Po­lice to lose loop­hole to en­ter iPhones

Ap­ple will shut door that lets author­i­ties hack into de­vices

Houston Chronicle - - BUSINESS - By Jack Nicas

SAN FRAN­CISCO — Ap­ple has long po­si­tioned the iPhone as a se­cure de­vice that only its owner can open. That has led to bat­tles with law en­force­ment of­fi­cials who want to get in­for­ma­tion off them, in­clud­ing a wellpub­li­cized show­down with the FBI in 2016 after Ap­ple re­fused to help open the locked iPhone of a mass shooter.

The FBI even­tu­ally paid a third party to get into the phone, cir­cum­vent­ing the need for Ap­ple’s help. Since then, law en­force­ment agen­cies across the coun­try have in­creas­ingly em­ployed that strat­egy to get into locked iPhones they hope will hold the key to crack­ing cases.

But now Ap­ple is clos­ing the tech­no­log­i­cal loop­hole that let author­i­ties hack into iPhones, an­ger­ing po­lice and other of­fi­cials and reignit­ing a de­bate over whether the govern­ment has a right to get into the per­sonal de­vices that are at the cen­ter of mod­ern life.

Ap­ple said it was plan­ning an iPhone soft­ware up­date that would ef­fec­tively dis­able the phone’s charg­ing and data port — the open­ing where users plug in head­phones, power ca­bles and adapters — an hour after the phone is locked. To trans­fer data to or from the iPhone us­ing the port, a per­son would first need to en­ter the phone’s pass­word.

News of Ap­ple’s planned soft­ware up­date has be­gun spread­ing through se­cu­rity blogs and law en­force­ment cir­cles — and many in in­ves­ti­ga­tory agen­cies are in­fu­ri­ated.

But pri­vacy ad­vo­cates said Ap­ple would be right to fix a se­cu­rity flaw that has be­come eas­ier and cheaper to ex­ploit.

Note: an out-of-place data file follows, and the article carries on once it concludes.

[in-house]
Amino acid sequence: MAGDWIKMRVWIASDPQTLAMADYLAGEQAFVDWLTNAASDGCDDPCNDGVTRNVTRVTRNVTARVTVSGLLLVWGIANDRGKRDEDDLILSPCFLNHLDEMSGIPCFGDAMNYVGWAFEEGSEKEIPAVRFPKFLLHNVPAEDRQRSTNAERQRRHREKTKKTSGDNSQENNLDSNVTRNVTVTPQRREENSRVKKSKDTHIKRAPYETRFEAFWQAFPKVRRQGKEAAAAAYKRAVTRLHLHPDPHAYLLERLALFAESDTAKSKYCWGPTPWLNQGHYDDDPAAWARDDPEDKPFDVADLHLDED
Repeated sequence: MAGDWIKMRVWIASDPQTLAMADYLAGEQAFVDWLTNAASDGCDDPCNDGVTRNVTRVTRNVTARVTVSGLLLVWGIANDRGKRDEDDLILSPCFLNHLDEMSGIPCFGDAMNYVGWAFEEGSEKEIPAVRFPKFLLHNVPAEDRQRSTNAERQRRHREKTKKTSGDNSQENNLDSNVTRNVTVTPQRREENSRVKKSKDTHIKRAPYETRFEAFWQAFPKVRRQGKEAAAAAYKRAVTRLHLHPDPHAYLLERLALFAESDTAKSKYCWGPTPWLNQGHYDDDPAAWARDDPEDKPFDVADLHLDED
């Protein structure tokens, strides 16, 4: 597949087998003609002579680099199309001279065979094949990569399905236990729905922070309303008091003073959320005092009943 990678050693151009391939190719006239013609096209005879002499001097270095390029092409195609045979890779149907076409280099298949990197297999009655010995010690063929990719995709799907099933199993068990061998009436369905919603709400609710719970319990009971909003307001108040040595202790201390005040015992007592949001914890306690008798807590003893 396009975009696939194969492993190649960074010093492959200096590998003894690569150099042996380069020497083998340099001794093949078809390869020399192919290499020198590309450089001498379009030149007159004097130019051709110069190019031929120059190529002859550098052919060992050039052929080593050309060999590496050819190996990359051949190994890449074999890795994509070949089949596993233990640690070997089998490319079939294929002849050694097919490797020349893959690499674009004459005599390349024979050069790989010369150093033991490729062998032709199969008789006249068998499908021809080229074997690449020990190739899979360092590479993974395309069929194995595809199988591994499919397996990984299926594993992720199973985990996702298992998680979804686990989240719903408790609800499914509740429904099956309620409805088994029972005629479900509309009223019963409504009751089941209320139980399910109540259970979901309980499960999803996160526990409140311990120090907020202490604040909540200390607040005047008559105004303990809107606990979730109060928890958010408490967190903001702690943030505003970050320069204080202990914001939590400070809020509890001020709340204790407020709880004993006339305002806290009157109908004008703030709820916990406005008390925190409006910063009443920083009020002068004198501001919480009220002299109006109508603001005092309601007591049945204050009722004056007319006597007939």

“This is a re­ally big vul­ner­a­bil­ity in Ap­ple’s phones,” said Matthew Green, a pro­fes­sor of cryp­tog­ra­phy at Johns Hop­kins Univer­sity. A Grayshift de­vice sit­ting on a desk at a po­lice sta­tion, he said, “could very eas­ily leak out into the world.”

En­cryp­tion scram­bles data to make it un­read­able un­til ac­cessed with a spe­cial key, of­ten a pass­word. That frus­trated po­lice and prose­cu­tors who could not pull data from smart­phones, even with a war­rant.

The fric­tion came into public view after the FBI could not ac­cess the iPhone of a shooter who killed 14 peo­ple in San Bernardino, Calif., in late 2015.

The two sides fought in court for a month. Then the FBI abruptly an­nounced it had found an undis­closed group to hack into the phone.

El­iz­a­beth D. Herman / New York Times

An iPhone user takes a photo in New York. Ap­ple is clos­ing the tech­no­log­i­cal loop­hole that al­lows author­i­ties to hack into iPhones.

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